In an interview Adam Johnson did for Bookpage.com, the author talks about how he studied North Korean society by traveling there, in order to get a better feel for the country and it’s people. “But in North Korea there is a national script,” he says, “conveyed through propaganda. There is one notion about who the people are and what the national goals are, and you as a citizen are conscripted to be a part of this national narrative. . . You have to relinquish your own personal desires.”
It is this theme that carries into The Orphan Master’s Son, a fictionalized tale of an orphan, Pak Jun Do and how he rises from from the lowest of the ranks of North Koreans to one of the highest – an officer and friend of the leader King Jung Il. But this isn’t a novel of success, but rather a plot twist in a government narrative – Jun Do literally becomes another person by taking his place.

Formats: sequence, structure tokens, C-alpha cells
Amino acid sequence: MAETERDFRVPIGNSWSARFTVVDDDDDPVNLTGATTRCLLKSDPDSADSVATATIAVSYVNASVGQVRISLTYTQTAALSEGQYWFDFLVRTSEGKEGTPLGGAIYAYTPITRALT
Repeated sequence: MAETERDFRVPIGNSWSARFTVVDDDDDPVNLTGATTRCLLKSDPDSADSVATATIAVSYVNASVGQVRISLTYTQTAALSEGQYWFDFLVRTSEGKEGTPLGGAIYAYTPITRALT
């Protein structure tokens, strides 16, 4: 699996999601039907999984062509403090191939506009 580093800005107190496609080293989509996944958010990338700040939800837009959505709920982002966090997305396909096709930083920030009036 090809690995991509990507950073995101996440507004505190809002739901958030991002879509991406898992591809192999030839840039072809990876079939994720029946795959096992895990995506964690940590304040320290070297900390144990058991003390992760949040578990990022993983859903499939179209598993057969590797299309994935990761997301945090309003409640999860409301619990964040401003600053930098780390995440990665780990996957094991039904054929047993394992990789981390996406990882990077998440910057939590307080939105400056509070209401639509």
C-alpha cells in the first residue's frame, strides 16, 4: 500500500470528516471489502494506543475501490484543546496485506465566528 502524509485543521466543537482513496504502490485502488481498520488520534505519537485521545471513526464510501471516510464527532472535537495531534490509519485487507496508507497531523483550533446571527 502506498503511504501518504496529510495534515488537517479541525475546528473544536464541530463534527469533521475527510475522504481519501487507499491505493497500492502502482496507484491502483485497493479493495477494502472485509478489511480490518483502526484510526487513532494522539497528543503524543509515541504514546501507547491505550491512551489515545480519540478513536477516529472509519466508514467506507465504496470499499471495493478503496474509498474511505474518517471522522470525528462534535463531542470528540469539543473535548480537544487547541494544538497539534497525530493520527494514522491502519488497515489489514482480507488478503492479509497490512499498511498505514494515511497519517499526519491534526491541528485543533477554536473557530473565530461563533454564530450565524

It took me a long time to truly get into this book – at least two thirds of the way through, but I did enjoy it very much. Johnson’s portrayal of people and events reminded me of the satire of Mark Helprin, but it wasn’t meant to be satire. It’s ridiculousness is a very real result of people trying to be something dictated by their government. The real genius of this book was the way Johnson managed to let his characters become human, in spite of their circumstances.
4 stars (out of 5)
Published in 2012